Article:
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Hungary Issues 55,000 Residence Permits to Non-EU Nationals in 2020

Péter Cseresnyés 2021.11.08.

Hungary issued 54,835 residence permits to non-EU nationals last year, most of them to citizens from ten countries, according to data from Eurostat. Compared to the neighboring EU countries, the number of Ukrainian, Chinese, and South Korean nationals granted residence permits is particularly high, with many of them likely to be working as guest workers in the factories of multinational corporations found across Hungary. This is indicated by the fact that almost 60% percent of the issued documents are granted for work and only 16% for education.

Eurostat has published its latest set of data on last year’s statistics on residence permits issued by individual EU countries. In 2020, about 2.2 million permits were issued in the European Union to non-EU countries (706,000 fewer than in 2019), the first dip seen in the upward trend since 2012. According to Eurostat, the main reason for the decline is the COVID-19 pandemic and the related travel and administrative restrictions imposed. Poland issued more than a quarter of the permits (598,000), Germany 313,000, and Spain 312,000, (14-14% of the total). The only increase in the total number of permits issued in 2020 when compared with 2019 was recorded in Lithuania, where the number of temporary admissions increased from 21,400 to 22,500 (5%). The largest decrease on the other hand was recorded in the Czech Republic, where the number of permits fell by 54% from 117,000 to 54,000.

In total, Hungary issued 54,835 permits to non-EU nationals last year, three-quarters of them to residents of only ten countries. 20,744 Ukrainian citizens received residence permits (37.8%), 6,000 were given to Chinese (including Hong Kong, 10.9%), just over 3,000 to Vietnamese (5.5%) and just over 2,000 to Serbs and South Koreans (3.8-3.8%). Over 1,000 permits were also granted to Turks, Indians, people from the United States, and Russians.

Hungary also grants residence permits to an exceptionally high number of Ukrainian, Chinese, South Korean, and Indian nationals compared to the neighboring EU countries. While last year Hungary allowed 20,744 Ukrainians (presumably including many Hungarians living in Ukraine) to stay in the country, the number was 258 in Slovenia, 512 in Romania, 1,192 in Austria, 1,614 in Croatia, and 10,017 in Slovakia. However, Ukraine has a Hungarian minority, counting more than 150,000 people according to the latest census (2001).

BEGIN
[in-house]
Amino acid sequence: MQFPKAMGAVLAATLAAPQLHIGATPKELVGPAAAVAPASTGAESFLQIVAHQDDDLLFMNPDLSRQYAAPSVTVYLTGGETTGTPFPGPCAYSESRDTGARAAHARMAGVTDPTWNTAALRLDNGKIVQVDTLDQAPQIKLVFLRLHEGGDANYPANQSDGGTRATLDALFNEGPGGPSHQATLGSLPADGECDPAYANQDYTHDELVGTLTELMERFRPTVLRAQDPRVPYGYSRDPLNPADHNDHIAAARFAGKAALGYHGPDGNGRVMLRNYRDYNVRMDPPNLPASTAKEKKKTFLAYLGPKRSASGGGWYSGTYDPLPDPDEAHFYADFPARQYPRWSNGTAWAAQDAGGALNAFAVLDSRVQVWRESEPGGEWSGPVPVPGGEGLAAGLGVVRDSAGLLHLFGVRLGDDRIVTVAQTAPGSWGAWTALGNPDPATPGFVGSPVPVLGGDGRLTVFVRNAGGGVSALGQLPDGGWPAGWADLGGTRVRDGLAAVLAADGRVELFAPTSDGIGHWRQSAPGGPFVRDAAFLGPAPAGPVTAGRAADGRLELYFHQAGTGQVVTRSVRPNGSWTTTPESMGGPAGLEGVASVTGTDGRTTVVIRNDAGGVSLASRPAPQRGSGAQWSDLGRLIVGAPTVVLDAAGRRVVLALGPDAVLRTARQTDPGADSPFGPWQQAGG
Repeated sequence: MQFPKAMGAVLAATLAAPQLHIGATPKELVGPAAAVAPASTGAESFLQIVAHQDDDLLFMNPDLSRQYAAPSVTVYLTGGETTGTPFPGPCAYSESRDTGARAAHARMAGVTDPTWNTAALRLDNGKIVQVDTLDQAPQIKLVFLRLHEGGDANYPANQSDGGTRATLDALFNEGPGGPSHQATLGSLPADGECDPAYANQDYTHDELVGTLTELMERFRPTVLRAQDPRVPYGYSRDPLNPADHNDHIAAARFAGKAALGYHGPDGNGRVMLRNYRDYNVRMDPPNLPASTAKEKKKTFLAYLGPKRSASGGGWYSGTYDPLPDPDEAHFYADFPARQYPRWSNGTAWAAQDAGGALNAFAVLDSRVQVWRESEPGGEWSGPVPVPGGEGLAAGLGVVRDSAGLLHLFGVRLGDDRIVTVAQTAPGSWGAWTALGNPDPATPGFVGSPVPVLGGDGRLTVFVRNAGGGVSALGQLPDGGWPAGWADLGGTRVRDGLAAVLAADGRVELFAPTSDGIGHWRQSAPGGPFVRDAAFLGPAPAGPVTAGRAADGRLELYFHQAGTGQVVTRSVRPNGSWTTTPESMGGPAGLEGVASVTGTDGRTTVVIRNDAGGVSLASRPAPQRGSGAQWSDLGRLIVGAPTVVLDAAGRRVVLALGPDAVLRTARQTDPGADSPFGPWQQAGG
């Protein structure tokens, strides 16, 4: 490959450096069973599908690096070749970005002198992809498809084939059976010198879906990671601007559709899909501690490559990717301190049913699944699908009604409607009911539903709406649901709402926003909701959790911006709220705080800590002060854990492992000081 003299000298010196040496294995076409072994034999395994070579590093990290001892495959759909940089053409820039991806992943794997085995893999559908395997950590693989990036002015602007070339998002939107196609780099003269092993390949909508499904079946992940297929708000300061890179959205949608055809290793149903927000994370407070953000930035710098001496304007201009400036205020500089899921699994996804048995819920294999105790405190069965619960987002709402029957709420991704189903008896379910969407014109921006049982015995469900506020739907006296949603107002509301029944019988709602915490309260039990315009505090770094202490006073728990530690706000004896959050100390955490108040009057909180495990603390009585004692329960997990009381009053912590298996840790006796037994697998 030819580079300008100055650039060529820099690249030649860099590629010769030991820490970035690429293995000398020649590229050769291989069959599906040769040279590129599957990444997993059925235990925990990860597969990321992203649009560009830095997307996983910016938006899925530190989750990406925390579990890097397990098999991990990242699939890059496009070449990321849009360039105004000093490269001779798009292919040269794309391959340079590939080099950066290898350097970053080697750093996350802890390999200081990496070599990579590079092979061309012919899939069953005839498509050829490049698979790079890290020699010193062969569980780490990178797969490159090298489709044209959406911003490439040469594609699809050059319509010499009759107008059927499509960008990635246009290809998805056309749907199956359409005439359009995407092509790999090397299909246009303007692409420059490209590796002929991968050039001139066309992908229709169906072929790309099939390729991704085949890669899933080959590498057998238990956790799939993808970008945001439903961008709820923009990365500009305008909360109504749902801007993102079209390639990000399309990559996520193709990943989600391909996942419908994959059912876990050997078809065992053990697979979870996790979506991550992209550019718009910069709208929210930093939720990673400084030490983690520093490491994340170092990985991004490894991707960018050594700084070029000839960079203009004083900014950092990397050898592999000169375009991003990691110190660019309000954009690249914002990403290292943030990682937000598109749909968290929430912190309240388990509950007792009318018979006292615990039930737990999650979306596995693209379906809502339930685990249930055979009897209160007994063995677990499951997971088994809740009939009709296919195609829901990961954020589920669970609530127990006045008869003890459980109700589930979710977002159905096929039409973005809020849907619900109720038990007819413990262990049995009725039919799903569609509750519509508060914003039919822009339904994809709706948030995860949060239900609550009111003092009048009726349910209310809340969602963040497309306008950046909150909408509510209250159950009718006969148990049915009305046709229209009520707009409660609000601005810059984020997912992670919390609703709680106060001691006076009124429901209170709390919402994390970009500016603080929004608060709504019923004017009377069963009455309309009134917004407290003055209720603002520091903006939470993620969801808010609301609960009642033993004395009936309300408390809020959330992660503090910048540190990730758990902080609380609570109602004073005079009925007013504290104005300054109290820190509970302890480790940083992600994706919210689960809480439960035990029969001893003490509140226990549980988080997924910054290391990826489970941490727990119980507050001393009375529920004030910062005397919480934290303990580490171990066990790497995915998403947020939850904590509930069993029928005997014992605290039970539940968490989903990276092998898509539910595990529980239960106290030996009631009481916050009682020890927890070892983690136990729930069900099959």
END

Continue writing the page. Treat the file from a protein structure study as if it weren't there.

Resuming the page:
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The same figure for Chinese citizens residing in Hungary is 5,998, compared to 140 in Slovakia, 176 in Slovenia, 430 in Croatia, 431 in Romania, and 632 in Austria.

Meanwhile, 2,063 South Korean nationals have been granted temporary work permits (presumably related to the south Korean battery and tire factories found in Hungary) or other reasons in Hungary. In contrast, 19 South Koreans were granted such documents in Slovenia, 30 in Croatia, 46 in Romania, 167 in Austria, and 203 in Slovakia. It is important to point out that economic ties between Hungary and South Korea are very strong, with the far-east country the biggest foreign investor in Hungary in 2019.

Hungary is also the regional leader in the number of residence permits granted to Indians, with 1,569 people allowed to travel to Hungary on this basis last year. Slovenia granted temporary residence to 57, Slovakia 147, Croatia 614, Austria 803, and Romania 1,401 Indian nationals.

Of those granted permits in Hungary, employment was the main reason with 58%, 16% was education-related, every fifteenth for family reasons, and one in five for other reasons.

Featured photo illustration by György Varga/MTI